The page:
## Abstract

The success of deterministic modeling of a physical system relies on whether the solution of the model would approximate the dynamics of the actual system. When the system is chaotic, situations can arise where periodic orbits embedded in the chaotic set have distinct number of unstable directions, a dynamical property known as unstable dimension variability. As a consequence, no model of the system produces reasonably long trajectories that are realized by nature. We argue and present physical examples indicating that, in such a case, though the model is deterministic and low-dimensional, statistical quantities can still be reliably computed. We also argue that unstable dimension variability may be common in high-dimensional chaotic systems such as those arising from discretization of nonlinear partial differential equations.

Original language | English |
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Title of host publication | STATISTICAL PHYSICS |

Editors | M Tokuyama, HE Stanley |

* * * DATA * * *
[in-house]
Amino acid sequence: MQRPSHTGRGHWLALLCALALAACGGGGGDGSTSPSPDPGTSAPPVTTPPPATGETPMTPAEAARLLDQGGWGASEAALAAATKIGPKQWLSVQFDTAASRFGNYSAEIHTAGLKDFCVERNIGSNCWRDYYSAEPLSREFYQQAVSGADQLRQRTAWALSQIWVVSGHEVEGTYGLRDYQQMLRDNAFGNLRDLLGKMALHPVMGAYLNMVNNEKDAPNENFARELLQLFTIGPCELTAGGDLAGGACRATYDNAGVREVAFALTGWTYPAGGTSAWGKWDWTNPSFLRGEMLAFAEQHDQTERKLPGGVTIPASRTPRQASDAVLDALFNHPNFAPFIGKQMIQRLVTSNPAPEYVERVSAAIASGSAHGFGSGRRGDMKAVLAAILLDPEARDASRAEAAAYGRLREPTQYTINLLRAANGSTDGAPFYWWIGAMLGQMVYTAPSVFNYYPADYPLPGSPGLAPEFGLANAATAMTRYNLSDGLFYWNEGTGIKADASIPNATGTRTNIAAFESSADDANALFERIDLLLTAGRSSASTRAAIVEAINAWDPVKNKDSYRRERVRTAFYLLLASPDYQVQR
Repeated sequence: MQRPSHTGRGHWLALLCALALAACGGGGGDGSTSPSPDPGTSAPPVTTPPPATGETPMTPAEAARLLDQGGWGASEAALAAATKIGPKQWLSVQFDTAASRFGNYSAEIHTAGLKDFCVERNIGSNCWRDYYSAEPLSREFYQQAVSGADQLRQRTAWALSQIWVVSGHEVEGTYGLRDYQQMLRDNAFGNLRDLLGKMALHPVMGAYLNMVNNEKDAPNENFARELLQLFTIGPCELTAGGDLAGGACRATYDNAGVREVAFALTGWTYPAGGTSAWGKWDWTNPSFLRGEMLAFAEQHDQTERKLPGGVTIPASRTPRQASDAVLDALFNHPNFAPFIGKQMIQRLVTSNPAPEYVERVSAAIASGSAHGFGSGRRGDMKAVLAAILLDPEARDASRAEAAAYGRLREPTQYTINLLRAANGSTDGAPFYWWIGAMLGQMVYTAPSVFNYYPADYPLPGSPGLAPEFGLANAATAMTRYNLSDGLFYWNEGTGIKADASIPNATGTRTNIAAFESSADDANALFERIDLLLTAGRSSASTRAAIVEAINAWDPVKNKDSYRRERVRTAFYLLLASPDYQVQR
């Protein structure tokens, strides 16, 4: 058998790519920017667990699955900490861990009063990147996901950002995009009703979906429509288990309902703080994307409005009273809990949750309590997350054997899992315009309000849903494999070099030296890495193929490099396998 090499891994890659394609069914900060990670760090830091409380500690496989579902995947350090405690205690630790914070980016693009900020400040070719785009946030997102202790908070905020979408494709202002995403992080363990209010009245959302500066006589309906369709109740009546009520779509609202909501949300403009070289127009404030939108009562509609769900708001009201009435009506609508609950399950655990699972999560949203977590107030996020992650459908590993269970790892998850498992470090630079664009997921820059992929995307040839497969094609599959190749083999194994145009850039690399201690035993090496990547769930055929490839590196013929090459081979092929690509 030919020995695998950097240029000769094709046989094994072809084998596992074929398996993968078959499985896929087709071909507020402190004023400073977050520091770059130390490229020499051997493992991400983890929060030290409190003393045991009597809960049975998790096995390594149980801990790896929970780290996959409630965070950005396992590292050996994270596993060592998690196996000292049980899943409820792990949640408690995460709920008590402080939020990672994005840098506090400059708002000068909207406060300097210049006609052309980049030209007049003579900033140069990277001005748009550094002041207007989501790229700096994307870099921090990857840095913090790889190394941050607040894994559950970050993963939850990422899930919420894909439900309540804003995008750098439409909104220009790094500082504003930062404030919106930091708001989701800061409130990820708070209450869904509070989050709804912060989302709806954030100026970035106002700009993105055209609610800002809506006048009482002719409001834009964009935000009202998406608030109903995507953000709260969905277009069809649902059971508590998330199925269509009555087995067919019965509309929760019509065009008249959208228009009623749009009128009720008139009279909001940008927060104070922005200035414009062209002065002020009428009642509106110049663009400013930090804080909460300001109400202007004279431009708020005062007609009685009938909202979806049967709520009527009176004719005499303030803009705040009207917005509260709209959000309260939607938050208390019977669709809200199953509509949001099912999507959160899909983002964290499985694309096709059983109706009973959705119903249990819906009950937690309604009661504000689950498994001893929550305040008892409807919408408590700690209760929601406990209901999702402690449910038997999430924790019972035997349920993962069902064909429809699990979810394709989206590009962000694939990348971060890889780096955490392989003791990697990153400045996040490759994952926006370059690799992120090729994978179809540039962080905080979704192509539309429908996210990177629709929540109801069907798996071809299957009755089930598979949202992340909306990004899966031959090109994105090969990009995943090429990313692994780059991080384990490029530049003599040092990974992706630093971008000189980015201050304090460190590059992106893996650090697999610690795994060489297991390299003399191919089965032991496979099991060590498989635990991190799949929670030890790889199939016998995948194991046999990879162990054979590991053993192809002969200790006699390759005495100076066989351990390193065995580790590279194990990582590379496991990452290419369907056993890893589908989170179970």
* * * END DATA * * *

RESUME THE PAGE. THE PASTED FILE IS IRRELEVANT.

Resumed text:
Place of Publication | MELVILLE |

Publisher | AMER INST PHYSICS |

Pages | 531-542 |

Number of pages | 12 |

ISBN (Print) | 1-56396-940-8 |

Publication status | Published - 2000 |

Event | 3rd Tohwa University International Conference on Statistical Physics - FUKUOKA Duration: 9 Nov 1999 → 12 Nov 1999 |

### Conference

Conference | 3rd Tohwa University International Conference on Statistical Physics |
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City | FUKUOKA |

Period | 9/11/99 → 12/11/99 |

## Keywords

- UNSTABLE DIMENSION VARIABILITY
- TRANSVERSE INSTABILITY
- DYNAMIC-SYSTEMS
- TRAJECTORIES
- OSCILLATORS
- ATTRACTORS
- ORBITS